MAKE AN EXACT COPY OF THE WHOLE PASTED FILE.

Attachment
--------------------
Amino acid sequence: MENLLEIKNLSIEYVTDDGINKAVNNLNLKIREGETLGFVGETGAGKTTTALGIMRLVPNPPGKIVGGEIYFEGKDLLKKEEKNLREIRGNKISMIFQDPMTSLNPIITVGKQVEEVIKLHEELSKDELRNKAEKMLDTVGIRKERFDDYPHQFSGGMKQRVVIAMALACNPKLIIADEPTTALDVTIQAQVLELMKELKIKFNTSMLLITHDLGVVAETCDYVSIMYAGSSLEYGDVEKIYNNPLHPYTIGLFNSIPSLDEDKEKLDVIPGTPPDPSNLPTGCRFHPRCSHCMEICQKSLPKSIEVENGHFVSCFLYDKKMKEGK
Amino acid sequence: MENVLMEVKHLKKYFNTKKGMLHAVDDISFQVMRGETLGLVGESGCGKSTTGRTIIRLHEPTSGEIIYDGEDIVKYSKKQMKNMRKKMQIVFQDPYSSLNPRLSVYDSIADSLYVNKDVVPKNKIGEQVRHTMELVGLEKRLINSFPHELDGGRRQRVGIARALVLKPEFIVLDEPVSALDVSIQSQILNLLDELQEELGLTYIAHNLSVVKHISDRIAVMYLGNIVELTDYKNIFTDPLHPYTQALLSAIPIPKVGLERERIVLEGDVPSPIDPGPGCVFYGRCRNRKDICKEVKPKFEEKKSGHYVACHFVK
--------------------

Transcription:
Amino acid sequence: MENLLEIKNLSIEYVTDDGINKAVNNLNLKIREGETLGFVGETGAGKTTTALGIMRLVPNPPGKIVGGEIYFEGKDLLKKEEKNLREIRGNKISMIFQDPMTSLNPIITVGKQVEEVIKLHEELSKDELRNKAEKMLDTVGIRKERFDDYPHQFSGGMKQRVVIAMALACNPKLIIADEPTTALDVTIQAQVLELMKELKIKFNTSMLLITHDLGVVAETCDYVSIMYAGSSLEYGDVEKIYNNPLHPYTIGLFNSIPSLDEDKEKLDVIPGTPPDPSNLPTGCRFHPRCSHCMEICQKSLPKSIEVENGHFVSCFLYDKKMKEGK
Amino acid sequence: MENVLMEVKHLKKYFNTKKGMLHAVDDISFQVMRGETLGLVGESGCGKSTTGRTIIRLHEPTSGEIIYDGEDIVKYSKKQMKNMRKKMQIVFQDPYSSLNPRLSVYDSIADSLYVNKDVVPKNKIGEQVRHTMELVGLEKRLINSFPHELDGGRRQRVGIARALVLKPEFIVLDEPVSALDVSIQSQILNLLDELQEELGLTYIAHNLSVVKHISDRIAVMYLGNIVELTDYKNIFTDPLHPYTQALLSAIPIPKVGLERERIVLEGDVPSPIDPGPGCVFYGRCRNRKDICKEVKPKFEEKKSGHYVACHFVK